According to Scamwatch’s latest data, Australians are duped by investment and cryptocurrency-related scams and lost A$242.5 million in 2022.
From January to July this year, the majority of the money lost by scams of all kinds were investment scams, including classic Ponzi schemes and cryptocurrency scams.
This is already 36% higher than the figure for the whole of 2021, which suggests that Australians lost AUD 178.2 million to investment scams during the year.
It is a threat and banks shoulder a lot of responsibility in reimbursement for scams to “promote more investment in fraud prevention.”
According to a September 8 report from the Australian Broadcasting Corporation (ABC), advocacy groups are asking banks to check recipient names match account names when funds are transferred online.
Ceo Gerard Brody, executive director of the Consumer Action Law Center, said: “The key reform is to shift that responsibility from individual consumers to banks when fraud losses occur.
“They [the bank] ask you for your account name, but they don’t really check.”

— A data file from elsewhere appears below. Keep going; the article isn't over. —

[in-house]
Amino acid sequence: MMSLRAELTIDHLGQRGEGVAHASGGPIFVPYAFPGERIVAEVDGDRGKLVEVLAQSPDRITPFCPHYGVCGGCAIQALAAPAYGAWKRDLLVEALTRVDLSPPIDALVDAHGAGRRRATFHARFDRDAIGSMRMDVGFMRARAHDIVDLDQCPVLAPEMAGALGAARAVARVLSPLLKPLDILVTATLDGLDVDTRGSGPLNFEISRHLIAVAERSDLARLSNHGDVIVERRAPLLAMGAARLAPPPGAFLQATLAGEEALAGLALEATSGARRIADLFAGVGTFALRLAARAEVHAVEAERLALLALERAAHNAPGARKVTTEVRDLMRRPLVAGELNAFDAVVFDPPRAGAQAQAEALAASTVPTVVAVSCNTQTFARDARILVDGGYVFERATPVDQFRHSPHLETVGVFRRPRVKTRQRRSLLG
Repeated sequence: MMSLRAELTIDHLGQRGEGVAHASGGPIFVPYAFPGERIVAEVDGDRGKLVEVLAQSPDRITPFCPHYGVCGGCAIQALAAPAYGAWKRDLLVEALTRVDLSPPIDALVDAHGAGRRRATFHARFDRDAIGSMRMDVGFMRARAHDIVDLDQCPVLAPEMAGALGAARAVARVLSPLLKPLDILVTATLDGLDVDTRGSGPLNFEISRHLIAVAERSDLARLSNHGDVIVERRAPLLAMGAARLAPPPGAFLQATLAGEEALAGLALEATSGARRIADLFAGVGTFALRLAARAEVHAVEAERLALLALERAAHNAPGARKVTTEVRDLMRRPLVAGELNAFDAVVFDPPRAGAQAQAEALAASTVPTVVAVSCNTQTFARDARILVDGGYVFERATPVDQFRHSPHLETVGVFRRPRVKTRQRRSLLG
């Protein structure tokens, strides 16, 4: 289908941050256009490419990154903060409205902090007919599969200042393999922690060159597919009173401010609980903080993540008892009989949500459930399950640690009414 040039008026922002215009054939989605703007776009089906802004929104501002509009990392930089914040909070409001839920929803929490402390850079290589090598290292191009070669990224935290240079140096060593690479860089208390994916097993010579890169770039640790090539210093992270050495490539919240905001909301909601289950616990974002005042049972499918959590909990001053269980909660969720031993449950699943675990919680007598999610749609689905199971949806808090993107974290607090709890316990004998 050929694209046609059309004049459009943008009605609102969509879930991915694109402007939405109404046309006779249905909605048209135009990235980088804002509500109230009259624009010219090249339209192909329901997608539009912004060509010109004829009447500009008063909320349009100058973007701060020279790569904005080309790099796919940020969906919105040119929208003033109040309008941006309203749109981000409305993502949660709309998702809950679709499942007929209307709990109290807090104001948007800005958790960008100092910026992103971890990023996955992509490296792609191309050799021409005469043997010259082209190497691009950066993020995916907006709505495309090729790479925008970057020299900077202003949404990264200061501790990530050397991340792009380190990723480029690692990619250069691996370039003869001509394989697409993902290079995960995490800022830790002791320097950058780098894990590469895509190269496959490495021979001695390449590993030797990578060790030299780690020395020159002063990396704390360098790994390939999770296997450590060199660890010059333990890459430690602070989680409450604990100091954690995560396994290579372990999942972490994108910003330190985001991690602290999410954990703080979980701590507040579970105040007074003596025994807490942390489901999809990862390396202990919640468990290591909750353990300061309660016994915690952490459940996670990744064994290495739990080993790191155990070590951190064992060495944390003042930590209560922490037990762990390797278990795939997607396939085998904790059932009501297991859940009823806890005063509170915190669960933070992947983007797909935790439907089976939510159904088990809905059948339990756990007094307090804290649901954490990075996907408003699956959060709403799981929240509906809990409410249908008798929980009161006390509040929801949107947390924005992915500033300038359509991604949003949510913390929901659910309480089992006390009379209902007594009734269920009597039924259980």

However, banks want more customers to use the optional PayID technology, which allows customers to see the name tied to the BSB and account number.
Australian authorities have stepped up scrutiny of the crypto space amid an increase in cryptocurrency scams, hacking, and a general market downturn.
On 9/11, Australian Securities and Investments Commission (ASIC) commissioner Sean Hughes advised investors to understand that investing in crypto assets is a form of “high-risk tolerance.”
“We want to be very clear in our messages to consumers when entering the market,” ASIC commissioner Sean Hughes told an Institute of Management conference.
“We think crypto assets are highly volatile, inherently risky and complex.”
In August, the Australian Federal Police set up a task force to monitor cryptocurrency-related transactions, after calling cryptocurrencies an “emerging threat” amid an increase in criminal activity surrounding the technology.
In August, the New Australian Labor government announced its stance on cryptocurrency regulation, while cryptocurrency exchange Binance Australia also announced in August it would tighten onboarding processes for new users to protect users.